Passenger numbers rose by more than 98 percent compared to the same period last year, though the figure was still a 97.2 percent decrease from pre-pandemic levels.
With no definitive timeline for when quarantine restrictions will be eased for global travelers coming into Hong Kong, the territory’s flag carrier continues to face an uphill battle in the months ahead. Cathay Pacific carried a total of 76,430 passengers in October, a sharp 58 percent drop compared to the 131,774 recorded in September and a significant decline from August’s figure.
Ronald Lam, Cathay Pacific Group Chief Customer and Commercial Officer, said in a statement: “October was more challenging for our passenger business than recent months. Demand for student travel, which had been robust over the past few months, tapered down quickly from early October. As such, we trimmed our passenger capacity by about 19 percent compared to September. Overall, we only managed to operate approximately 10 percent of our pre-pandemic passenger capacity compared to October 2019. Meanwhile, our average daily passenger numbers dropped about 44 percent versus the previous month to 2,465.”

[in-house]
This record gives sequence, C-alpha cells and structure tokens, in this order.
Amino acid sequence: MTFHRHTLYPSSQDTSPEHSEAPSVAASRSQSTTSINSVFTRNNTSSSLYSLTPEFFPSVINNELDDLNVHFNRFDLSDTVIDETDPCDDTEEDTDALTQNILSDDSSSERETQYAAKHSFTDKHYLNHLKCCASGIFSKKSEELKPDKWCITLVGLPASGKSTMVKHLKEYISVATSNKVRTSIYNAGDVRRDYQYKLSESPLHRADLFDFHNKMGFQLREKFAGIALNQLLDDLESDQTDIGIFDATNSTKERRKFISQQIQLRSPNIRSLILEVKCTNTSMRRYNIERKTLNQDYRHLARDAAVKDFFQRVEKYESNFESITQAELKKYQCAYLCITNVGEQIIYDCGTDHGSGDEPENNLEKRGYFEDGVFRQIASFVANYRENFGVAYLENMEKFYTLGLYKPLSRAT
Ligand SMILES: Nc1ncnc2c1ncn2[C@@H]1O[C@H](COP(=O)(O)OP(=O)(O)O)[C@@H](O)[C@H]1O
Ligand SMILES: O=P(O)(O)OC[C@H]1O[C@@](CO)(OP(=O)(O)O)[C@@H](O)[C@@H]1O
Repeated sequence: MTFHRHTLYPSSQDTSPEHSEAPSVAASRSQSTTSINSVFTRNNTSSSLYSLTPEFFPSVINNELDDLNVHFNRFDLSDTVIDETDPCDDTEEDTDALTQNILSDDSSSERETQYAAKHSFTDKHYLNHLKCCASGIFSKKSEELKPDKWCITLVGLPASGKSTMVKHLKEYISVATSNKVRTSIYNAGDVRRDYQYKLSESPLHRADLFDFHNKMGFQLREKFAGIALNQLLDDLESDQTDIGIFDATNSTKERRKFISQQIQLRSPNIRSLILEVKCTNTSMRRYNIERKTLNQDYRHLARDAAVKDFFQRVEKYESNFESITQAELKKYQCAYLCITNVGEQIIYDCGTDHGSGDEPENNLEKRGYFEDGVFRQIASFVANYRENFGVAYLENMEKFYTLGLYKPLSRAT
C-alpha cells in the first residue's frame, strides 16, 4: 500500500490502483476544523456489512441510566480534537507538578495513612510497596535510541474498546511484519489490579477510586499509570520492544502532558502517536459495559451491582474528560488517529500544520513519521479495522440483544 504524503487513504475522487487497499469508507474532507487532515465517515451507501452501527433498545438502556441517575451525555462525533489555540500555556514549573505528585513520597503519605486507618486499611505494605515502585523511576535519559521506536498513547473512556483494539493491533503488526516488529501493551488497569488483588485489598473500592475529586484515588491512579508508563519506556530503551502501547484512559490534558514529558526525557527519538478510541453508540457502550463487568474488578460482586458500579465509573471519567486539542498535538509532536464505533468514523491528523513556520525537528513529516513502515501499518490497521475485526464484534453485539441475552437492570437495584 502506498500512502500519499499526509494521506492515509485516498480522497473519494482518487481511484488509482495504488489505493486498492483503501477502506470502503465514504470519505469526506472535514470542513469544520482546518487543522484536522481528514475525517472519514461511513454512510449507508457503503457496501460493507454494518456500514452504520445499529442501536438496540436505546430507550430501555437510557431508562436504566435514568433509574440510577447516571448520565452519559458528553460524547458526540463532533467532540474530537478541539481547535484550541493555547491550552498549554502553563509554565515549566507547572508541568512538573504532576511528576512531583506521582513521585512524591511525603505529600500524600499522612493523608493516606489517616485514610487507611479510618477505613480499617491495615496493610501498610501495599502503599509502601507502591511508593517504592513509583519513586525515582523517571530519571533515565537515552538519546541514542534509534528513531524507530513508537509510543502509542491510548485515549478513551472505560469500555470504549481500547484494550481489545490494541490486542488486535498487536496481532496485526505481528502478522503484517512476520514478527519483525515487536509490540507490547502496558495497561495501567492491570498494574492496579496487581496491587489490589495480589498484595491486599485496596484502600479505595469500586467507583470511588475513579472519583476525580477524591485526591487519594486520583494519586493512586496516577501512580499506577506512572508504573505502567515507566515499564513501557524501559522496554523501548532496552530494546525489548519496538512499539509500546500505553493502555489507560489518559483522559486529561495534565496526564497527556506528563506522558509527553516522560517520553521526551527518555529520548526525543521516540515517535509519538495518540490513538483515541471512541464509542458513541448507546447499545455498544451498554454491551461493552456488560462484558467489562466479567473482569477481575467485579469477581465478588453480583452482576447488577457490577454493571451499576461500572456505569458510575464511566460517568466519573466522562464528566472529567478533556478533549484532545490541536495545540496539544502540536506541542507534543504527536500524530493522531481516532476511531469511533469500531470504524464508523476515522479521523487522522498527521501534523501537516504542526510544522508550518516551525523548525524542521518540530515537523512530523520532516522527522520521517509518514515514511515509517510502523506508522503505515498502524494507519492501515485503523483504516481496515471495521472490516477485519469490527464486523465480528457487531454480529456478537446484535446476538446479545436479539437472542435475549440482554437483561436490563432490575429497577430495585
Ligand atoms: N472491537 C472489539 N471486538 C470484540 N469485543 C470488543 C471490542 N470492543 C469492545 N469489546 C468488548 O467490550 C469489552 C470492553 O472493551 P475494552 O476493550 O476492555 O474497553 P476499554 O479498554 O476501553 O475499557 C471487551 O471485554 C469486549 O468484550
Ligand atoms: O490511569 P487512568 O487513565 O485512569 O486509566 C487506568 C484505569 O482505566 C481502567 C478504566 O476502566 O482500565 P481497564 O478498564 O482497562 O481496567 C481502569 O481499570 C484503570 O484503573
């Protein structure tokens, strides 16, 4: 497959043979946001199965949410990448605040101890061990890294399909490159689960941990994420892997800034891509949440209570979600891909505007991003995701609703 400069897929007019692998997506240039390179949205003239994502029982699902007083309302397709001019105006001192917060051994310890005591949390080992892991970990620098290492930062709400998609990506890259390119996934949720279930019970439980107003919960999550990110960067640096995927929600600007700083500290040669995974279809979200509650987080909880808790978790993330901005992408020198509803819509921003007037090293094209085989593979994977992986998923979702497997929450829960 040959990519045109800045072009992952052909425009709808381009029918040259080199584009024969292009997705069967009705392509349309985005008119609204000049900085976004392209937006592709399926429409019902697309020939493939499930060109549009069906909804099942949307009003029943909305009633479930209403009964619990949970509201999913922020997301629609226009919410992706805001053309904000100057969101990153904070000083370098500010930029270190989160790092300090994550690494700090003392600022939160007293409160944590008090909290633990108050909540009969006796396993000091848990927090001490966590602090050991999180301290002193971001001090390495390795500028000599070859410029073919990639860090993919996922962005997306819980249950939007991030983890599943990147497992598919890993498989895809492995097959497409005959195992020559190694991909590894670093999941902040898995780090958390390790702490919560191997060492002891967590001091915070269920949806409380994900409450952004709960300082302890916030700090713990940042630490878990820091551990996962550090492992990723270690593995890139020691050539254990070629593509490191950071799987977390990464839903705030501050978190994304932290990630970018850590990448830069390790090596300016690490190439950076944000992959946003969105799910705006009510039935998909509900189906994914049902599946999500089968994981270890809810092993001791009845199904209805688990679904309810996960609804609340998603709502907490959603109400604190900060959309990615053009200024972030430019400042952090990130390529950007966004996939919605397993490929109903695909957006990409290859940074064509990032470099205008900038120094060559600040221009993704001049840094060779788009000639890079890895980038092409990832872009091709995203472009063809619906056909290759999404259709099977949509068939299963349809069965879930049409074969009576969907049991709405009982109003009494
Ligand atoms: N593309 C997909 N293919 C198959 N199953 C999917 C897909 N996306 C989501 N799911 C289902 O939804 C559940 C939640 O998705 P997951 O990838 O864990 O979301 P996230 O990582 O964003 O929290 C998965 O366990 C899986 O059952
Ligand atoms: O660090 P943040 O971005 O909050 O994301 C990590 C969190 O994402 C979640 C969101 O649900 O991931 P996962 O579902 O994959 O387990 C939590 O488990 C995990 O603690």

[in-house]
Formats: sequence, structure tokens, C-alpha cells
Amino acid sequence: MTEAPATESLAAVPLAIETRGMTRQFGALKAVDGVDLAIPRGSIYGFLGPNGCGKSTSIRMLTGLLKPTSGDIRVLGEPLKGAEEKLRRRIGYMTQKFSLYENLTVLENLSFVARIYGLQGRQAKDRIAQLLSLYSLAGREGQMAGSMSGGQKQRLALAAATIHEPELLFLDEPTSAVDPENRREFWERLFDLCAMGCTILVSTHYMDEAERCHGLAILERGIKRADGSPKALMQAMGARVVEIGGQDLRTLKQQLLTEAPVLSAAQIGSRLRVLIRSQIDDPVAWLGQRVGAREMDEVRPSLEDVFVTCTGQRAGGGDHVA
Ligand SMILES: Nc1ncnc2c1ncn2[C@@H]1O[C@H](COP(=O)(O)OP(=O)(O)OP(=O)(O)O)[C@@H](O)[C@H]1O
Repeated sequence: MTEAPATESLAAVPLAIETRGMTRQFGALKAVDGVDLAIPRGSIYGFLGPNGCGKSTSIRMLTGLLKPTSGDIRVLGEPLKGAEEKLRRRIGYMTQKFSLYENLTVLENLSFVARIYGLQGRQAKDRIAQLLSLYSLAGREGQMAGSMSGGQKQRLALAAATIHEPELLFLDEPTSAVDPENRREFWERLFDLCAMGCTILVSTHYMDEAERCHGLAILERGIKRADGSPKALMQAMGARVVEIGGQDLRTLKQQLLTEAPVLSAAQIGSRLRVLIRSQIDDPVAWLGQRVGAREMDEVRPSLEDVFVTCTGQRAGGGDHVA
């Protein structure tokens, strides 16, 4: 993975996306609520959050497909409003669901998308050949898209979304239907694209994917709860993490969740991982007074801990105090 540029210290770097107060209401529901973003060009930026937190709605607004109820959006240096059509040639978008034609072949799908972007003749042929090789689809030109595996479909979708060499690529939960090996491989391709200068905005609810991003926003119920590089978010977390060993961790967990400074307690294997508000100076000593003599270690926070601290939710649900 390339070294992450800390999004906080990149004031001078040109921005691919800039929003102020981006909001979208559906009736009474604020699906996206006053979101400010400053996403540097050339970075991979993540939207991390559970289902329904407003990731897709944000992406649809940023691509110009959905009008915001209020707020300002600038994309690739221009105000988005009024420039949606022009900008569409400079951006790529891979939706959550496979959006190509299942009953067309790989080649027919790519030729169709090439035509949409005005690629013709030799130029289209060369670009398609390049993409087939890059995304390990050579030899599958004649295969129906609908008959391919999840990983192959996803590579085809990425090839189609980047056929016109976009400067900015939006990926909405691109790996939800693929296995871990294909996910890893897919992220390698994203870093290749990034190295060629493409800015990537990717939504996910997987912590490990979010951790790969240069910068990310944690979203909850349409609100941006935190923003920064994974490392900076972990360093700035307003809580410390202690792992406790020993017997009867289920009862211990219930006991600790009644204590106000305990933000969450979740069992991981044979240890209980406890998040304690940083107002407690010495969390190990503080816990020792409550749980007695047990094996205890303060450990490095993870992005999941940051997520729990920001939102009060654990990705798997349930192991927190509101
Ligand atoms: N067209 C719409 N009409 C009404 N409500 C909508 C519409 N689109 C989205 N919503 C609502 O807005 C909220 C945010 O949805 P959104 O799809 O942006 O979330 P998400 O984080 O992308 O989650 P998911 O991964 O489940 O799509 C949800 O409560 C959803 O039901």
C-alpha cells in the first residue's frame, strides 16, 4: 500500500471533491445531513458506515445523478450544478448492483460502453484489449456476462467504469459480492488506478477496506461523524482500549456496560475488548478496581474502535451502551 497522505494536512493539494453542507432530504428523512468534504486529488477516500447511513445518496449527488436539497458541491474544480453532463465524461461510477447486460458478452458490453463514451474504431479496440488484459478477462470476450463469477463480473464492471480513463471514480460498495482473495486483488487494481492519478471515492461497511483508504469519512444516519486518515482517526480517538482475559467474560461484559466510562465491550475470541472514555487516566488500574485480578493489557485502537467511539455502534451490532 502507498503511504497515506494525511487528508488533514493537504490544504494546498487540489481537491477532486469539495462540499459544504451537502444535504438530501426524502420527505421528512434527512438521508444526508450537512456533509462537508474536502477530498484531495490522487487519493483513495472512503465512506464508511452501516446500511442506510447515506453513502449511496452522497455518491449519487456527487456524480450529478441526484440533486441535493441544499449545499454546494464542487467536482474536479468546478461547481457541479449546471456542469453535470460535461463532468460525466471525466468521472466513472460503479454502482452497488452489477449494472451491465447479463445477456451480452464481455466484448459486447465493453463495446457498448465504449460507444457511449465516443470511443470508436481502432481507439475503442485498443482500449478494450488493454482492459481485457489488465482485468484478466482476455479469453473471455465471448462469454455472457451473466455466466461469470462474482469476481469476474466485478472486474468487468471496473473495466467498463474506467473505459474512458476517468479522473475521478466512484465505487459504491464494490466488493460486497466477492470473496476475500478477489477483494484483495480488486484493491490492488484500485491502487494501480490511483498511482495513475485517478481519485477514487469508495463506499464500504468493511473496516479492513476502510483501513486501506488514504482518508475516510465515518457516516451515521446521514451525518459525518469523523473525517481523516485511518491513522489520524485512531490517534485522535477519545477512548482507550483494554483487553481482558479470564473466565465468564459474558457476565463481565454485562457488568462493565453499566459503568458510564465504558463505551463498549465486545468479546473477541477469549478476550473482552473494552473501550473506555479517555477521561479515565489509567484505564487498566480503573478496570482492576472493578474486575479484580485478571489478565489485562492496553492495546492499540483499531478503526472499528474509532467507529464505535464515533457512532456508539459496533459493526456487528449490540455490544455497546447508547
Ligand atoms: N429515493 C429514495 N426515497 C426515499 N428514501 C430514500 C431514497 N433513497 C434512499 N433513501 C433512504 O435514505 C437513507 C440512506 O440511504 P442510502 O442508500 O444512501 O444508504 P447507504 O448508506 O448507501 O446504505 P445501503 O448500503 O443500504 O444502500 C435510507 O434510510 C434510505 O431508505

Lam said that short-haul operations remained robust, with demand for regional flights serving Asian countries — particularly Indonesia, the Philippines, and Vietnam — still “encouraging.” The outlook for November is somewhat more optimistic given the increase in flight bookings for Australia-bound travelers. This was driven by the reopening of the nation’s borders for vaccinated Australian citizens, permanent residents, and immediate family members. Cathay has already added capacity on two major routes: the airline now operates 10 weekly flights between Hong Kong and Sydney and flies nine times a week to Melbourne.
However, Cathay Pacific’s recovery is still hampered by “considerable uncertainty” in its current operating environment. Lam added, “Travel and operational restrictions continue to greatly impact our ability to mount flights and we are still facing many challenges to both our passenger and our cargo business as the Covid-19 situation in different parts of the world continues to evolve.”